The boss of one of the world’s Big Oil giants has told his industry peers and politicians alike that the developed world will still need oil aplenty in future – even if ‘we are in a race to reduce missions’.
Speaking at an oil and gas trade show, recently Bob Dudley, BP chief executive warned:
“We are in a phase of rapid change – like the automobile industry after the Model T or computing after Windows.
“And as daunting as this may seem for our industry, you can summarise it in six words: more energy, lower costs, fewer emissions.
“So, given these challenges, what are the new priorities for our industry? I think they match up fairly simply.
“Providing more energy means growing our production. Achieving lower costs means maintaining capital discipline and maximising operational efficiency. And generating fewer emissions means operating and investing in ways that support the transition to a lower carbon economy.
“Let me now look at how those priorities show up in the choices we make, right down the supply chain, from the production contract through to the customer product.
How things have changed
“Now, after the shale revolution, we have moved from scarcity to abundance. We now estimate that resources recoverable today could meet the world’s demand to 2050 – at least twice over.
“It’s not that there’s more oil and gas – we’re just getting better at producing it. We actually increased production from our existing base operations in BP last year – up by 0.6%. That’s remarkable in an industry that assumes the base declines.
“Then the spotlight shines on operational efficiency. This is where digital technology has come of age at just the right time. Digital sensors to monitor; digital tools to control; digital simulations to optimise; and digital databases to organise.
“Our data-lake now receives a billion new records each day. That’s around twice the traffic on Twitter – and much more interesting in my view.
“Recently we applied a mathematical model developed with a Californian start-up to optimise production at 180 onshore wells in the US. It led to a 75% cut in venting emissions, a 20% increase in production and a 20% fall in costs. Silicon Valley meets shale.
“It’s also about efficiency. We have developed technology using acoustic sensing which has helped us detect sand in our wells. When the tool was tested, the amount of sand entering the well dropped by 90% and we added around 2,500 barrels of production per day from one well.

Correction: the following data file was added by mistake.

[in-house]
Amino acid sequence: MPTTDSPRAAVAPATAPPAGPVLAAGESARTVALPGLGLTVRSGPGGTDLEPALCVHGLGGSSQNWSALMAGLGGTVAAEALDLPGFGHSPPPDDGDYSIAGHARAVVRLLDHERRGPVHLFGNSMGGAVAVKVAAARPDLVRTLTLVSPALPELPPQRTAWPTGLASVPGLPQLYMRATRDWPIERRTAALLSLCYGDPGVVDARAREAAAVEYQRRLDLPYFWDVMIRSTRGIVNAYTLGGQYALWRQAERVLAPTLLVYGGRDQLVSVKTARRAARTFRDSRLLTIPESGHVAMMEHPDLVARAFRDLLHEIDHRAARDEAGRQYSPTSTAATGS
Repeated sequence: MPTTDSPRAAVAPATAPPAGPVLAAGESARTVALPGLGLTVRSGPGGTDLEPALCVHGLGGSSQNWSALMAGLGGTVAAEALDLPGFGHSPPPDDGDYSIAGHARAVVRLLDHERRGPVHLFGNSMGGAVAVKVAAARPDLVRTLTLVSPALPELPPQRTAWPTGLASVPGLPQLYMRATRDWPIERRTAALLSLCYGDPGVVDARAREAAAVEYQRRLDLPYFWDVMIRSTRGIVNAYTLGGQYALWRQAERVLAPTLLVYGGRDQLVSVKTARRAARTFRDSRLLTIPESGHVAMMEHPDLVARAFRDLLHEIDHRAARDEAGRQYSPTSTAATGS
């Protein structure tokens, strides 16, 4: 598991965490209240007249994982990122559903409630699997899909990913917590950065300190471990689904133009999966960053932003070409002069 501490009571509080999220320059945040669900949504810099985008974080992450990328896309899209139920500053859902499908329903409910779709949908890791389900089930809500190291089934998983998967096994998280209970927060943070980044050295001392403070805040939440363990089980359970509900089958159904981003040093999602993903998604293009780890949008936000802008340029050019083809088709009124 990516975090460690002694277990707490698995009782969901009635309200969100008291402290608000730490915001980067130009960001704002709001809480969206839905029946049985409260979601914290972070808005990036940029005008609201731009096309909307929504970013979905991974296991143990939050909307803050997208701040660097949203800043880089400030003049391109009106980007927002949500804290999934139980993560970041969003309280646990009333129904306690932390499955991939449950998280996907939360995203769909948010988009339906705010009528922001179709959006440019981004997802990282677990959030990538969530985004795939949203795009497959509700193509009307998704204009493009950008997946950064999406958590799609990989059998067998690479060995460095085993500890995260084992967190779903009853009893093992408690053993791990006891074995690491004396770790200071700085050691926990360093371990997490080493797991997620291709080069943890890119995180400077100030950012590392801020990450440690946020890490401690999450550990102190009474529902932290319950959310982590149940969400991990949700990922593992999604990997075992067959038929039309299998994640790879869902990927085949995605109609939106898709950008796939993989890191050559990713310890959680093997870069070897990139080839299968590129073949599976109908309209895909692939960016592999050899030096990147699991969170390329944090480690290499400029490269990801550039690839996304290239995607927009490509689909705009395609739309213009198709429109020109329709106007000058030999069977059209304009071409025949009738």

“I didn’t expect that kind of thing when I joined this industry in 1979. And neither did I then grasp what the transition to a lower-carbon world would mean. Today, we need to reflect this transition by moving to a lower-carbon mix ourselves. And remember it is a transition, not an overnight switchover.
“Oil will be used with increasing efficiency, and gas has a bright future. In fact, we think gas could grow three times as fast as oil, as it is used in heating, as fuel for ships and trucks, and in the power sector as the perfect partner for wind and solar power.
“So this is not simply a race to renewables. It’s a race to reduce emissions
“This is why I am encouraged to see the industry making a diverse range of low-carbon investments. It prepares us for a diverse future.
“That said, one common theme is natural gas: because gas clearly has a big role in the transition and can be produced with great efficiency. That is why six of our seven big start-ups last year were in gas. It’s why half of this year’s will be.
“And it is why other businesses also have major gas investments – Shell, ADNOC, Total, Statoil, ENI, to name a few.
“So times have changed. It is a very different industry to the one many of us joined. But it is an industry that adapts.
“The Irish playwright George Bernard Shaw once said: ‘Those who cannot change their minds, cannot change anything.’ “I think that’s true – but let me turn it into a positive:
“’Those who can change their minds, can change everything.’”
28 Feb 2018